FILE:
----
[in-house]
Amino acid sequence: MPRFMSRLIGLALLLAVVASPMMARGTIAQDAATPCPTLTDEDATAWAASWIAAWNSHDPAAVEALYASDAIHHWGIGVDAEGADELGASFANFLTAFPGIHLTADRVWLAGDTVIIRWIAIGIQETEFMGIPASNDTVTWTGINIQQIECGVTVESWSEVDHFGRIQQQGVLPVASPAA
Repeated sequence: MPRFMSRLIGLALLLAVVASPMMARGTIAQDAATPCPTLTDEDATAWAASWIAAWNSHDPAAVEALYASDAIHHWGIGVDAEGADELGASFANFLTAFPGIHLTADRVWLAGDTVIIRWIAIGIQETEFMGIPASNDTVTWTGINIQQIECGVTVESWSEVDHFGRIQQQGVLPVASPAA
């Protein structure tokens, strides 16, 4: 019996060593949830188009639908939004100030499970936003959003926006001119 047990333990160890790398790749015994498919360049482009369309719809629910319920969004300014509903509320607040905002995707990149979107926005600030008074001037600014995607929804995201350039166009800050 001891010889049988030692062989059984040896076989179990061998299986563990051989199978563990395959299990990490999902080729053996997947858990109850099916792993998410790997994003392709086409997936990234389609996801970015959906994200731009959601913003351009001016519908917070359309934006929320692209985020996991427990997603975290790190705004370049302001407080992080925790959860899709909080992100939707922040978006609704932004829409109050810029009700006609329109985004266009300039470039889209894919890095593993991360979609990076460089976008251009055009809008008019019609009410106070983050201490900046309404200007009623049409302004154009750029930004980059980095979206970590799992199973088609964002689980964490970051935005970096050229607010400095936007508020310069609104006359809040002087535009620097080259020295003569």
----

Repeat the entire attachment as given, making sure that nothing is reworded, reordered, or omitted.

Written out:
[in-house]
Amino acid sequence: MPRFMSRLIGLALLLAVVASPMMARGTIAQDAATPCPTLTDEDATAWAASWIAAWNSHDPAAVEALYASDAIHHWGIGVDAEGADELGASFANFLTAFPGIHLTADRVWLAGDTVIIRWIAIGIQETEFMGIPASNDTVTWTGINIQQIECGVTVESWSEVDHFGRIQQQGVLPVASPAA
Repeated sequence: MPRFMSRLIGLALLLAVVASPMMARGTIAQDAATPCPTLTDEDATAWAASWIAAWNSHDPAAVEALYASDAIHHWGIGVDAEGADELGASFANFLTAFPGIHLTADRVWLAGDTVIIRWIAIGIQETEFMGIPASNDTVTWTGINIQQIECGVTVESWSEVDHFGRIQQQGVLPVASPAA
């Protein structure tokens, strides 16, 4: 019996060593949830188009639908939004100030499970936003959003926006001119 047990333990160890790398790749015994498919360049482009369309719809629910319920969004300014509903509320607040905002995707990149979107926005600030008074001037600014995607929804995201350039166009800050 001891010889049988030692062989059984040896076989179990061998299986563990051989199978563990395959299990990490999902080729053996997947858990109850099916792993998410790997994003392709086409997936990234389609996801970015959906994200731009959601913003351009001016519908917070359309934006929320692209985020996991427990997603975290790190705004370049302001407080992080925790959860899709909080992100939707922040978006609704932004829409109050810029009700006609329109985004266009300039470039889209894919890095593993991360979609990076460089976008251009055009809008008019019609009410106070983050201490900046309404200007009623049409302004154009750029930004980059980095979206970590799992199973088609964002689980964490970051935005970096050229607010400095936007508020310069609104006359809040002087535009620097080259020295003569």